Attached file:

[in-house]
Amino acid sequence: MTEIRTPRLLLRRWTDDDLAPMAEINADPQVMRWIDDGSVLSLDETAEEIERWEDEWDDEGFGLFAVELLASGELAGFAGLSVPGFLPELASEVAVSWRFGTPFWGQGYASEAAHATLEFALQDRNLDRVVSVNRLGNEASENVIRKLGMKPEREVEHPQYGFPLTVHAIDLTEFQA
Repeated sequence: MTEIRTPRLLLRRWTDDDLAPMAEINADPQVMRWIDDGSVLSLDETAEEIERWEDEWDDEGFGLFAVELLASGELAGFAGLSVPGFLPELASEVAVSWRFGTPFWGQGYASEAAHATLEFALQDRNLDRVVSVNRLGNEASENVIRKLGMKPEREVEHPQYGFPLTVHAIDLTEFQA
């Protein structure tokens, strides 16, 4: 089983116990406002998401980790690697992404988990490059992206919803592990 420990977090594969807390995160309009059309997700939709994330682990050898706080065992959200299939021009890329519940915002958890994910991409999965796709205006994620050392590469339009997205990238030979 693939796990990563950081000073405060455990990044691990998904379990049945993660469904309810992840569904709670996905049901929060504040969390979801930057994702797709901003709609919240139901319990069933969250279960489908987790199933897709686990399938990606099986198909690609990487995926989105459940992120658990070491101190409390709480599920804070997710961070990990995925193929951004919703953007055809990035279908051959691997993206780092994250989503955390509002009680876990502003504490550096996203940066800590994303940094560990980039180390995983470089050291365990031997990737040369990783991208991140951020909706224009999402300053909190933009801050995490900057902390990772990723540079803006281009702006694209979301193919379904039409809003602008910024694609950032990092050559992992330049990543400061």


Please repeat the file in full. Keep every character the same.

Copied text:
[in-house]
Amino acid sequence: MTEIRTPRLLLRRWTDDDLAPMAEINADPQVMRWIDDGSVLSLDETAEEIERWEDEWDDEGFGLFAVELLASGELAGFAGLSVPGFLPELASEVAVSWRFGTPFWGQGYASEAAHATLEFALQDRNLDRVVSVNRLGNEASENVIRKLGMKPEREVEHPQYGFPLTVHAIDLTEFQA
Repeated sequence: MTEIRTPRLLLRRWTDDDLAPMAEINADPQVMRWIDDGSVLSLDETAEEIERWEDEWDDEGFGLFAVELLASGELAGFAGLSVPGFLPELASEVAVSWRFGTPFWGQGYASEAAHATLEFALQDRNLDRVVSVNRLGNEASENVIRKLGMKPEREVEHPQYGFPLTVHAIDLTEFQA
């Protein structure tokens, strides 16, 4: 089983116990406002998401980790690697992404988990490059992206919803592990 420990977090594969807390995160309009059309997700939709994330682990050898706080065992959200299939021009890329519940915002958890994910991409999965796709205006994620050392590469339009997205990238030979 693939796990990563950081000073405060455990990044691990998904379990049945993660469904309810992840569904709670996905049901929060504040969390979801930057994702797709901003709609919240139901319990069933969250279960489908987790199933897709686990399938990606099986198909690609990487995926989105459940992120658990070491101190409390709480599920804070997710961070990990995925193929951004919703953007055809990035279908051959691997993206780092994250989503955390509002009680876990502003504490550096996203940066800590994303940094560990980039180390995983470089050291365990031997990737040369990783991208991140951020909706224009999402300053909190933009801050995490900057902390990772990723540079803006281009702006694209979301193919379904039409809003602008910024694609950032990092050559992992330049990543400061």